Edmund Kean: From the Circus to Shakespeare


Today is the birthday of Edmund Kean (1787-1833). Despite (or perhaps because of) the fact that Kean had very little formal education he was was to become the greatest English actor of his age. The son of a clerk and an actress, he first went onstage at age four. Briefly enrolled at school he chafed at the discipline, then briefly went off to sea where he hated it even more. For a time he enjoyed the guardianship and tutelage of an uncle, a ventriloquist, mimic and an all around variety entertainer. Next, his mentor was the actress Charlotte Tidswell, who taught him to play Shakespeare. Because of his unusual training, he brought great originality to his interpretations of the great roles. One of his first professional jobs was in a circus, where he broke both his legs while trick riding.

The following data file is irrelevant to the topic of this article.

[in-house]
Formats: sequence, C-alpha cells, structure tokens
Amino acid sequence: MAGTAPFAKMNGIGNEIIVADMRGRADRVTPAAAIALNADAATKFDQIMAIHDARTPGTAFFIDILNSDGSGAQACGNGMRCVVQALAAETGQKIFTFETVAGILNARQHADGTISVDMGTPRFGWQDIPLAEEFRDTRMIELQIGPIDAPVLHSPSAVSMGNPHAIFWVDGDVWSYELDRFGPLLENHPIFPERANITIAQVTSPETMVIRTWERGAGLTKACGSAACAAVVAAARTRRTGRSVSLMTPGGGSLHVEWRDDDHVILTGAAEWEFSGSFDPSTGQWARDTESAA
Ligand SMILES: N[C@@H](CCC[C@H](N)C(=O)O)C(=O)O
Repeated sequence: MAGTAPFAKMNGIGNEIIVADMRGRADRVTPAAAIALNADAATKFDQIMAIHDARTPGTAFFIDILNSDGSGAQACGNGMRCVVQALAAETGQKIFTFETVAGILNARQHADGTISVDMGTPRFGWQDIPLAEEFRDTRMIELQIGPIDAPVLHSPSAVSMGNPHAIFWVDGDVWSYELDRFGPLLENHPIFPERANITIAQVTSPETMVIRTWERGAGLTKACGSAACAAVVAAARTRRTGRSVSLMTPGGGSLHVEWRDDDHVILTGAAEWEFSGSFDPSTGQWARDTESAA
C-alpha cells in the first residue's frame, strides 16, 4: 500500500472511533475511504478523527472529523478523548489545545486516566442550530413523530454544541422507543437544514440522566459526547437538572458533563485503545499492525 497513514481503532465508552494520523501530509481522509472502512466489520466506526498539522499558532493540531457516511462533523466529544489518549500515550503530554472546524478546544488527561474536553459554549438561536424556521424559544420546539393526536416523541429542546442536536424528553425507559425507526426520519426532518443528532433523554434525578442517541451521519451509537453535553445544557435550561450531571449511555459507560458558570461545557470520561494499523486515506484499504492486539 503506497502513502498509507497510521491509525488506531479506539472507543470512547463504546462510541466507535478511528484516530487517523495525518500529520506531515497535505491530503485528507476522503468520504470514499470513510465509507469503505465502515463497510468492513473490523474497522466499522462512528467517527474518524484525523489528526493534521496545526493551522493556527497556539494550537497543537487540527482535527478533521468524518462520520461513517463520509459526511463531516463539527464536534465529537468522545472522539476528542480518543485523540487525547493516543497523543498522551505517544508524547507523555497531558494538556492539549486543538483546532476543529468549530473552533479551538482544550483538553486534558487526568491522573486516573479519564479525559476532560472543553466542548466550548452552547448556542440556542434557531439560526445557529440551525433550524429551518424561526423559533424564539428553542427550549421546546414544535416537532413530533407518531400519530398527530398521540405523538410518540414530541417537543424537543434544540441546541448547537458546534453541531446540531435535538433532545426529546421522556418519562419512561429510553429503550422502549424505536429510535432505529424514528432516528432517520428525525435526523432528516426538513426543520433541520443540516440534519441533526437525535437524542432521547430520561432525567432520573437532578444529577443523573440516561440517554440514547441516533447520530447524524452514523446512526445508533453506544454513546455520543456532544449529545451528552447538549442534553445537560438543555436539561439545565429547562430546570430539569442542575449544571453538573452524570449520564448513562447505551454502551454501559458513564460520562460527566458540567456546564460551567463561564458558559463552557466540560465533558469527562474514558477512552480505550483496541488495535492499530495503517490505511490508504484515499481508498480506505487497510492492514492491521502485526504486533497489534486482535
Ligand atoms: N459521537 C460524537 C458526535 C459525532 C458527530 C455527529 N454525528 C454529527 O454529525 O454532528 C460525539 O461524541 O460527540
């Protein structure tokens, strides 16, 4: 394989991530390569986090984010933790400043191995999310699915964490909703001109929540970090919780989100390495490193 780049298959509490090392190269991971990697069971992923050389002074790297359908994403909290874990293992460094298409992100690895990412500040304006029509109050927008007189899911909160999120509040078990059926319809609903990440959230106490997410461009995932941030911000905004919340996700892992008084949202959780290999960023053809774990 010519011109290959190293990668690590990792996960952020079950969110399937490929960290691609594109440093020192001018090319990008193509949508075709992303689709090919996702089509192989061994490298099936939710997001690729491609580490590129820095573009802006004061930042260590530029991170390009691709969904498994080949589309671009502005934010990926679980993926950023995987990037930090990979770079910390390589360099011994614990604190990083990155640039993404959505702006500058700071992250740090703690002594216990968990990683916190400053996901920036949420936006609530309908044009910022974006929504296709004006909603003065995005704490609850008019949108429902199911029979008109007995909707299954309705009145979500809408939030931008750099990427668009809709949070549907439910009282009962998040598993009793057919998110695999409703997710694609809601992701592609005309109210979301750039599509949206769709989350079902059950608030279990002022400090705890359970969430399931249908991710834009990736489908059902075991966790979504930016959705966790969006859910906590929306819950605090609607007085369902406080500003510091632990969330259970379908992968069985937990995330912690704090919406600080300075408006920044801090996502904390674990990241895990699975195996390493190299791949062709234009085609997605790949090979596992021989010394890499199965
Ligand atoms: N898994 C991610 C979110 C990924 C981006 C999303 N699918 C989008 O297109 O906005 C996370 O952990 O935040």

He had been a professional for many years, with experience at many minor companies under his belt when he was tried at Drury Lane in 1814. This was to be his professional home for many years, becoming the toast of London with his interpretations of Shakespeare and other great roles. Among his innovations was the restoration of the tragic end to King Lear (which had been played for many years with a happy ending). He also played in New York for two seasons, in 1820 and 1825. For a time in the mid 20s he was in disfavor because of an adultery scandal. In his later years, drink was to take a toll on his career. He was managing a provincial theatre when he died in 1833. His son Charles was also a successful actor.



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